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Aligning Children

The align phase of the edit script algorithm presents an interesting problem. Suppose we detect that for , the children of x and y are misaligned. In general, there is more than one sequence of moves that will align the children. For instance, in Figure 7 there are at least two ways to align the children of nodes 1 and 11. The first consists of moving nodes 2 and 4 to the right of node 6, and the second consists of moving nodes 3, 5, and 6 to the left of node 2. Both yield the same final configuration, but the first one is better since it involves fewer moves.

Figure 7: A matching with misaligned nodes

To ensure that the edit script generated by the algorithm is of minimum cost, we must find the shortest sequence of moves to align the children of x and y. Our algorithm for finding the shortest sequence of moves is based on the notion of a longest common subsequence, described next.

Given a sequence , a sequence is a subsequence of S if it can be obtained by deleting zero or more elements from S. That is, where . Given two sequences and , a longest common subsequence (LCS) of and , denoted by , is a sequence of pairs of elements such that (1) is a subsequence of ; (2) is a subsequence of ; (3) for , is true for some predefined equality function equal; and (4) there is no sequence that satisfies conditions 1, 2, and 3 and is longer than S. The length of an LCS of and is denoted by .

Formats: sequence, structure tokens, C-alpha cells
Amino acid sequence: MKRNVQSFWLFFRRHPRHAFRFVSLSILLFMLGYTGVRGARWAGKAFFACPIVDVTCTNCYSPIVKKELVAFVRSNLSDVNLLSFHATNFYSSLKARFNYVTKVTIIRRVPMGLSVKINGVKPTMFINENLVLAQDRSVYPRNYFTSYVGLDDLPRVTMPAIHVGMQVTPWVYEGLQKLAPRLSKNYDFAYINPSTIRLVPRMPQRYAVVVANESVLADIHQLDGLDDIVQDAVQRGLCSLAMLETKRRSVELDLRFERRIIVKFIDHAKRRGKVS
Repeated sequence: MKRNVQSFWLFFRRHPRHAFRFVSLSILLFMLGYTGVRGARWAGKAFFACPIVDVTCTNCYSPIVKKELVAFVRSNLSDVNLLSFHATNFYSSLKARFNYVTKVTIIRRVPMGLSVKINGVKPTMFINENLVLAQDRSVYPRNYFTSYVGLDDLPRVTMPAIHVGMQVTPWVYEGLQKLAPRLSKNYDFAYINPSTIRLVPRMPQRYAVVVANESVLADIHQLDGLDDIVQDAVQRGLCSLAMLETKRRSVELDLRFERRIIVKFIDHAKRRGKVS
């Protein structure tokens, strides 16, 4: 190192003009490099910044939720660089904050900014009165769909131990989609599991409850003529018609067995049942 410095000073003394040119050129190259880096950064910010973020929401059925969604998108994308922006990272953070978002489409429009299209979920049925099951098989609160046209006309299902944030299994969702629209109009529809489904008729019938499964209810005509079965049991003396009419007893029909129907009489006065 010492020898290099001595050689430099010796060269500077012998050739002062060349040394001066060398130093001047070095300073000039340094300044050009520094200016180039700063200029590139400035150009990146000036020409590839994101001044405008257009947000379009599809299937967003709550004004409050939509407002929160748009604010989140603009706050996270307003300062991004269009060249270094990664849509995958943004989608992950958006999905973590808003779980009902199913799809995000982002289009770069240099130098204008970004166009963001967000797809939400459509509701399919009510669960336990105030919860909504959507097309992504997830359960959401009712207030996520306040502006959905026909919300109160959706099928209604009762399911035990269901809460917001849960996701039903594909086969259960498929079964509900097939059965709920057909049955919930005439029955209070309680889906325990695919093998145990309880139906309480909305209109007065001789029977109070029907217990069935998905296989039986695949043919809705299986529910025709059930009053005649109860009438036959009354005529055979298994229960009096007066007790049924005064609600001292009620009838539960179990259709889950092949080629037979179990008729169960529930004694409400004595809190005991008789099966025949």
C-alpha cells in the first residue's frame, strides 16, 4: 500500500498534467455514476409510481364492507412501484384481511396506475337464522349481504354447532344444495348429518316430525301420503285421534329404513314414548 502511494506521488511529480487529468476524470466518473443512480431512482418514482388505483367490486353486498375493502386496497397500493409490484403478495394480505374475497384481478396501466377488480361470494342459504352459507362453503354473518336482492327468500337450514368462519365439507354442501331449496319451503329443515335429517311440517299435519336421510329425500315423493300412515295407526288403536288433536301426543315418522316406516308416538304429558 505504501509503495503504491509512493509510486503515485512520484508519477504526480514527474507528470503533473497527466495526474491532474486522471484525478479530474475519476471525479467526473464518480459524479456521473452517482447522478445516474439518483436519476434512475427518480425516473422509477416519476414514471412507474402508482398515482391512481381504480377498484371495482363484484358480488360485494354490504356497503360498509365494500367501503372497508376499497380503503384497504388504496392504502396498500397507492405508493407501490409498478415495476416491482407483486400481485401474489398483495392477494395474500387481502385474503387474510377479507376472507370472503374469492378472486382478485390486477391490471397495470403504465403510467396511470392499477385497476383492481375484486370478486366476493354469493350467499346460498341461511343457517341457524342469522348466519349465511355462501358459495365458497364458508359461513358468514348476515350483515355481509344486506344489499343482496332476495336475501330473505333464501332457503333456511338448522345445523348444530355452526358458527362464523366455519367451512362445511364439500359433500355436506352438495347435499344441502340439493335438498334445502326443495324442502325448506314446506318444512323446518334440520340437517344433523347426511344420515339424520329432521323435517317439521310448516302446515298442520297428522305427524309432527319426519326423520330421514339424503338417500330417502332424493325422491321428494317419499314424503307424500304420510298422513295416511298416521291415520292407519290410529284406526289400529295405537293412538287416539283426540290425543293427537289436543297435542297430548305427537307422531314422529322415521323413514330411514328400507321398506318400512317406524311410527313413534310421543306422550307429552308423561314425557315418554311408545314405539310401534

We use an algorithm due to Myers [Mye86] that computes an LCS of two sequences in time , where and . We treat Myers' LCS algorithm as having three inputs: the two sequences and to be compared, and an equality function used to compare and for equality. That is, we treat it as the procedure .

The solution to the alignment problem is now straightforward. Compute an LCS S of the matched children of nodes x and y, using the equality function equal that is true if and only if . Leave the children of x that are in S fixed, and move the remaining matched children of x to the correct positions relative to the already aligned children. In Figure 7, the LCS is 3,5,6 (matching the sequence 12,13,14). The moves generated are and . In [CRGMW95], we show that our LCS-based strategy always leads to the minimum number of moves.

Next: The Complete Algorithm Up: Generating the Edit Previous: Outline of Algorithm

Sudarshan S. Chawathe
Wed Jun 19 08:22:34 PDT 1996